Wednesday, March 7, 2012

Pastoral Authority.... in short supply... use wisely

Philip Clayton has written that Pastors have lost much of the authority that was once inherent in the office.  Gone are the days when the Pastor is perhaps the most educated person in the congregation.  Gone are the days when the Pastor is the most wisely read person in the parish.  Gone are the days when the Pastor both represented and spoke for the faith and the Scriptures.  Even radio, TV, and newspapers (really all print media) have given way to ads, movies, and, of course the internet. has become for many a bigger authority on matters of faith, morality, and Christian life than the Pastor.  The whole nature of the Pastor's role has shifted from authority figure to host and his purpose moved from informing and inspiring to making the Sunday guests feel welcome and comfortable.

People in the pew no longer are merely consumers of theology.  They are connoisseurs, having developed a taste for things and shoppers seeking the best sources of supply for what they want.  In addition to this, they have become producers as well -- defining what churches should be, should say, and should do.

Richard Rohr (writing as a Roman Catholic) has suggested that we do not think ourselves into new ways of living, rather, we live ourselves into new ways of thinking. In other words, we seek theological and philosophical constructs that fit what we are doing now.  So, we can be against cohabitation in general because this is what we were taught growing up and in church, but when we find ourselves living with a partner, the values change to fit the living arrangements.

The authority of the Pastor was once seemingly endless.  Why, stories are told of Pastors consulted by farmers as to when to plant crops -- even though the Pastor was not ever a farmer nor did he possess much practical knowledge on the subject.  Now pastoral authority is a very limited quantity and it is easily expended (perhaps even completely).  This is not a "choose your battles" wisdom here but rather an acknowledgement of the changing circumstances in which we find ourselves and a warning against presuming what you may not have (or have in much quantity).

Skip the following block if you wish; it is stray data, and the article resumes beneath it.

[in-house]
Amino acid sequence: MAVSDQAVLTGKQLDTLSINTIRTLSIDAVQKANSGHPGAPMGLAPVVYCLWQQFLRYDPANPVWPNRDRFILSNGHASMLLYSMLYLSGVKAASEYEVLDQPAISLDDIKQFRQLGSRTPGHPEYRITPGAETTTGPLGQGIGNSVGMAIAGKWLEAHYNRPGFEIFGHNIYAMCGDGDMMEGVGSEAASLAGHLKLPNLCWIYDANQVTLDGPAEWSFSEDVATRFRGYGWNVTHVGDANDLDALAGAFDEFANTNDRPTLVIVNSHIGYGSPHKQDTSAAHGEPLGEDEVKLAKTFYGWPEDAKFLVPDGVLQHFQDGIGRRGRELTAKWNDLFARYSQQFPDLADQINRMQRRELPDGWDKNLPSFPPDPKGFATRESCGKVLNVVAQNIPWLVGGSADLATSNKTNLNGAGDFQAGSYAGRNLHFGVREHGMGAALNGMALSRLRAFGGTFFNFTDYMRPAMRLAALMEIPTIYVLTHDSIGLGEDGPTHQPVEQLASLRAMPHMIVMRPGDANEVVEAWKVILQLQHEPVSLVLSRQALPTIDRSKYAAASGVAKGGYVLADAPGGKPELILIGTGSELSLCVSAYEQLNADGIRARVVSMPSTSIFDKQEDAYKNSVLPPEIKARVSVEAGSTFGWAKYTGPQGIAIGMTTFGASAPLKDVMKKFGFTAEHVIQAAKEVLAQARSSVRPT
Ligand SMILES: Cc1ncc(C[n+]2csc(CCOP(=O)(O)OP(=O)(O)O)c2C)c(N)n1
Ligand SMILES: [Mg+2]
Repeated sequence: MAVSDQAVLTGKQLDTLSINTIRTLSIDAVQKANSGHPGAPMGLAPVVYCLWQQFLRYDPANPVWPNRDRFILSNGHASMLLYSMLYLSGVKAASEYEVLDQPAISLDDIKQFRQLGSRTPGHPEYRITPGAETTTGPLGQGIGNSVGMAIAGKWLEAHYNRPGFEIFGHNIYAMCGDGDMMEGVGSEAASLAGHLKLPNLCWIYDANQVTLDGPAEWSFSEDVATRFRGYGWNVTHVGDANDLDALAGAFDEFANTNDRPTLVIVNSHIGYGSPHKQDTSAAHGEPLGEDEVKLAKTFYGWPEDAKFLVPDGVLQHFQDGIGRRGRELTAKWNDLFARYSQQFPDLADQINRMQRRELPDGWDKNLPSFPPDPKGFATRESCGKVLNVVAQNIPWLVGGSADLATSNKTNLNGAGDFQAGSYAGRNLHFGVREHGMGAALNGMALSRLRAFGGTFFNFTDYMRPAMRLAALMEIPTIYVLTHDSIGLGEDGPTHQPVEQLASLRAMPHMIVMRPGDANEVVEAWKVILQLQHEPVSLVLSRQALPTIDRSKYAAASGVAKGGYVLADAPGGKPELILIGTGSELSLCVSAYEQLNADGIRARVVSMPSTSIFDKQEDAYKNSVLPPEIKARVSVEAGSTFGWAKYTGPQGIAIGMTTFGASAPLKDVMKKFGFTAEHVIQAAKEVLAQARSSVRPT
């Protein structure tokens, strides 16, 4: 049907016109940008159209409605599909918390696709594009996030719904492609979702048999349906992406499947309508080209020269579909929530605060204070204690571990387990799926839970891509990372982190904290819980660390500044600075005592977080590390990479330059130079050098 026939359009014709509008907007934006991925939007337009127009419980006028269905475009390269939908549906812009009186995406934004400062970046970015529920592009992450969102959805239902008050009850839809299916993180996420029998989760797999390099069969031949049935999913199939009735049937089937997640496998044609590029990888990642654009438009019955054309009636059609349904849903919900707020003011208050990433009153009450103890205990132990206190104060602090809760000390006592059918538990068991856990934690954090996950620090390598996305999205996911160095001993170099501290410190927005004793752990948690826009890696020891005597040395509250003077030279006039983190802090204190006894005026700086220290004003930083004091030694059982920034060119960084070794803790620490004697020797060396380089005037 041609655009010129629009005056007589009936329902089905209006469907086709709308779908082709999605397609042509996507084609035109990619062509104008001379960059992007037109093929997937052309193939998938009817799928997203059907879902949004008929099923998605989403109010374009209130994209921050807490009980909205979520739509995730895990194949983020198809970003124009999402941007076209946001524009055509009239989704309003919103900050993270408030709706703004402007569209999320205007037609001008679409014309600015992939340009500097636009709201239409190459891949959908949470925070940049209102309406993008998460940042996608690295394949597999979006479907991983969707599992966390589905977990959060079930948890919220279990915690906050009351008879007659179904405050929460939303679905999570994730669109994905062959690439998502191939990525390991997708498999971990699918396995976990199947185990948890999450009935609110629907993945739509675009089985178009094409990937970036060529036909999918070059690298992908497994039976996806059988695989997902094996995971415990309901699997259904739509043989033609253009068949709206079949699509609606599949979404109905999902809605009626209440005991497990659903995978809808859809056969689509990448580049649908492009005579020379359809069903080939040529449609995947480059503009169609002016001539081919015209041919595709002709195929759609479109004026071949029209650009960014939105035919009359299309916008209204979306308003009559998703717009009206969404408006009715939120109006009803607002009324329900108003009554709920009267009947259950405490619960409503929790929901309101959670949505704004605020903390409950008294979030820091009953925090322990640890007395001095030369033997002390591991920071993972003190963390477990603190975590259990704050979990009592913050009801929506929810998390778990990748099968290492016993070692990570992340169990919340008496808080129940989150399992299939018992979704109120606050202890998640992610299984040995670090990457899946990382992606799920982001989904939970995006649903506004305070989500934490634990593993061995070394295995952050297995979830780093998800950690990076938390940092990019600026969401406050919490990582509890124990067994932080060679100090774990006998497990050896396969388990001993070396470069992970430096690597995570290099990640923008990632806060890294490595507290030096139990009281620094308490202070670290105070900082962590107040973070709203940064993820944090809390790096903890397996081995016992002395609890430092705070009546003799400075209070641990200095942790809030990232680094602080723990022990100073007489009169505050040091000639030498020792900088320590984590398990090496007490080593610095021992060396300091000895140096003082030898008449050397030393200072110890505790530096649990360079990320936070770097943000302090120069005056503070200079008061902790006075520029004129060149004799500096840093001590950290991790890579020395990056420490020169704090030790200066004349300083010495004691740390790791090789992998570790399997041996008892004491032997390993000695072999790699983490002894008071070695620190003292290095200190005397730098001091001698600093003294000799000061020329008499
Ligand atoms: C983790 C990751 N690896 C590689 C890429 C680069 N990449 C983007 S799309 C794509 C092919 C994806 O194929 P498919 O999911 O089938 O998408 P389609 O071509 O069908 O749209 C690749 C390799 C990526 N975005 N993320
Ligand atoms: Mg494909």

Pastoral authority must be cultivated by teaching (catechesis) but also by service.  The more people can point to as reasons why to trust the Pastor, the easier it will be for this trust to bear when values and choices conflict in the lives of those in pew.  Because the issues have changed, doctrinal purity is less relevant and less important to the religious consumer today than it once was.  Now, I do not mean to diminish the idea that part of the pastoral responsibility is to be a keeper of the faith and to make sure the faith kept is kept pure.  What I am saying is that this is often a secondary value to the lives of the folks in the pew.  It is not that they are bad.  It is simply descriptive of the shifts and changes within our culture.  So the visitor on Sunday morning is not simply listen to what is said, but how it is said, and this whole thing is filtered through the welcoming character of the greeting and the full ranges of services available to them.  Underneath it all is the even more elusive sense of happiness, contentment, and joy felt during the worship service (and, especially the sermon).  The visitor is only doing preventively what the member has already done (and continues to do especially if something happens to make them question their previous judgement about the Pastor or the parish).

The transformational quality of the church's life is, for most, a much higher value than the faithfulness or truthfulness of its confession and proclamation.  For this reason, we Pastors must be bi-lingual as well as the folks in the pews.  We must be able to speak to and speak from the current values and thinking of people but we must also be able to challenge and grow our people beyond those often shallow and self-centered values.  All of this points even more to the high value of catechesis -- constant teaching with passion and with confidence.  The sin greater than irrelevance is to be boring.  Let it not be said of us that orthodoxy has ceded the truth to the mundane, banal, and dull!   Because our pastoral authority is in short supply, an even greater burden is placed upon our passion for the sake of the Gospel and our passion in preaching the cross -- both Law and Gospel, strong doctrinal preaching.  This is not something about which we have a choice.